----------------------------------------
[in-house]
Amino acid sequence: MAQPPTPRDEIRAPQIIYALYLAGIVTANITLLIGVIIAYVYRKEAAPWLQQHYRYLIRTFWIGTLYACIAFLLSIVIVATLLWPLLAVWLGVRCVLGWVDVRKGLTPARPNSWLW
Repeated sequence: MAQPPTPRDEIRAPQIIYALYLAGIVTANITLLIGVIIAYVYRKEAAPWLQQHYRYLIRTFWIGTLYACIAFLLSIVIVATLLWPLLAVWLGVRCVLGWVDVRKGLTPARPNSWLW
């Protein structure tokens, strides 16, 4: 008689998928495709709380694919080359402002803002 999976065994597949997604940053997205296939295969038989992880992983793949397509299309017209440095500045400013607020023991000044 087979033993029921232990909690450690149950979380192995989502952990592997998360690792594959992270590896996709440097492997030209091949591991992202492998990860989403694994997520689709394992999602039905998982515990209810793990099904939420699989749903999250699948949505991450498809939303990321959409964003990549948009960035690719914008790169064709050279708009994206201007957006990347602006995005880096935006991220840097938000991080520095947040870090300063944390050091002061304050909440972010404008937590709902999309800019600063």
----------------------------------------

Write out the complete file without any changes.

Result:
[in-house]
Amino acid sequence: MAQPPTPRDEIRAPQIIYALYLAGIVTANITLLIGVIIAYVYRKEAAPWLQQHYRYLIRTFWIGTLYACIAFLLSIVIVATLLWPLLAVWLGVRCVLGWVDVRKGLTPARPNSWLW
Repeated sequence: MAQPPTPRDEIRAPQIIYALYLAGIVTANITLLIGVIIAYVYRKEAAPWLQQHYRYLIRTFWIGTLYACIAFLLSIVIVATLLWPLLAVWLGVRCVLGWVDVRKGLTPARPNSWLW
């Protein structure tokens, strides 16, 4: 008689998928495709709380694919080359402002803002 999976065994597949997604940053997205296939295969038989992880992983793949397509299309017209440095500045400013607020023991000044 087979033993029921232990909690450690149950979380192995989502952990592997998360690792594959992270590896996709440097492997030209091949591991992202492998990860989403694994997520689709394992999602039905998982515990209810793990099904939420699989749903999250699948949505991450498809939303990321959409964003990549948009960035690719914008790169064709050279708009994206201007957006990347602006995005880096935006991220840097938000991080520095947040870090300063944390050091002061304050909440972010404008937590709902999309800019600063």